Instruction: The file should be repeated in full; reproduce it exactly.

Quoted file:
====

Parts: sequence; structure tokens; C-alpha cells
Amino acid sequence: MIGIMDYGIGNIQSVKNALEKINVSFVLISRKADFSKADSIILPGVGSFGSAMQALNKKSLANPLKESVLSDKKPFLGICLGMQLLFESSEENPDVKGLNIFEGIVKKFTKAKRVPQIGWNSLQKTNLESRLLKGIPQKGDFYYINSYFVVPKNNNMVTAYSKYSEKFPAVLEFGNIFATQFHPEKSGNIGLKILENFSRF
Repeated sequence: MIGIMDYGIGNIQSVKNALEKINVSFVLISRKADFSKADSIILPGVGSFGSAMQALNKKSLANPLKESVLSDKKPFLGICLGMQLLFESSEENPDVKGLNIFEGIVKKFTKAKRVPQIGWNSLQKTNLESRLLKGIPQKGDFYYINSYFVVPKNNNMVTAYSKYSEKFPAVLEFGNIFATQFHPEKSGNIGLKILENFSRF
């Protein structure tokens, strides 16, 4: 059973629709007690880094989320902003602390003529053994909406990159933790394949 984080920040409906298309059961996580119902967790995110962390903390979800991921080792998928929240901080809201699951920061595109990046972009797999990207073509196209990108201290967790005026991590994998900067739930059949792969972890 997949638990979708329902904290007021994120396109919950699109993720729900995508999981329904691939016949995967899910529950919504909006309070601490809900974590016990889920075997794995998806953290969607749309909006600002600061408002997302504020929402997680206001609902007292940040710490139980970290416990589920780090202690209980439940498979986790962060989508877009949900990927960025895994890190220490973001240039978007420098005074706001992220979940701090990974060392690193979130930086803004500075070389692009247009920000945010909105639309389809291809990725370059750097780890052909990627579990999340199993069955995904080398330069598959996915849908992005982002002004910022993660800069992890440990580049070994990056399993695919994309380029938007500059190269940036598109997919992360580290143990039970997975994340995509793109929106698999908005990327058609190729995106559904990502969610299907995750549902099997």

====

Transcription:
Parts: sequence; structure tokens; C-alpha cells
Amino acid sequence: MIGIMDYGIGNIQSVKNALEKINVSFVLISRKADFSKADSIILPGVGSFGSAMQALNKKSLANPLKESVLSDKKPFLGICLGMQLLFESSEENPDVKGLNIFEGIVKKFTKAKRVPQIGWNSLQKTNLESRLLKGIPQKGDFYYINSYFVVPKNNNMVTAYSKYSEKFPAVLEFGNIFATQFHPEKSGNIGLKILENFSRF
Repeated sequence: MIGIMDYGIGNIQSVKNALEKINVSFVLISRKADFSKADSIILPGVGSFGSAMQALNKKSLANPLKESVLSDKKPFLGICLGMQLLFESSEENPDVKGLNIFEGIVKKFTKAKRVPQIGWNSLQKTNLESRLLKGIPQKGDFYYINSYFVVPKNNNMVTAYSKYSEKFPAVLEFGNIFATQFHPEKSGNIGLKILENFSRF
């Protein structure tokens, strides 16, 4: 059973629709007690880094989320902003602390003529053994909406990159933790394949 984080920040409906298309059961996580119902967790995110962390903390979800991921080792998928929240901080809201699951920061595109990046972009797999990207073509196209990108201290967790005026991590994998900067739930059949792969972890 997949638990979708329902904290007021994120396109919950699109993720729900995508999981329904691939016949995967899910529950919504909006309070601490809900974590016990889920075997794995998806953290969607749309909006600002600061408002997302504020929402997680206001609902007292940040710490139980970290416990589920780090202690209980439940498979986790962060989508877009949900990927960025895994890190220490973001240039978007420098005074706001992220979940701090990974060392690193979130930086803004500075070389692009247009920000945010909105639309389809291809990725370059750097780890052909990627579990999340199993069955995904080398330069598959996915849908992005982002002004910022993660800069992890440990580049070994990056399993695919994309380029938007500059190269940036598109997919992360580290143990039970997975994340995509793109929106698999908005990327058609190729995106559904990502969610299907995750549902099997």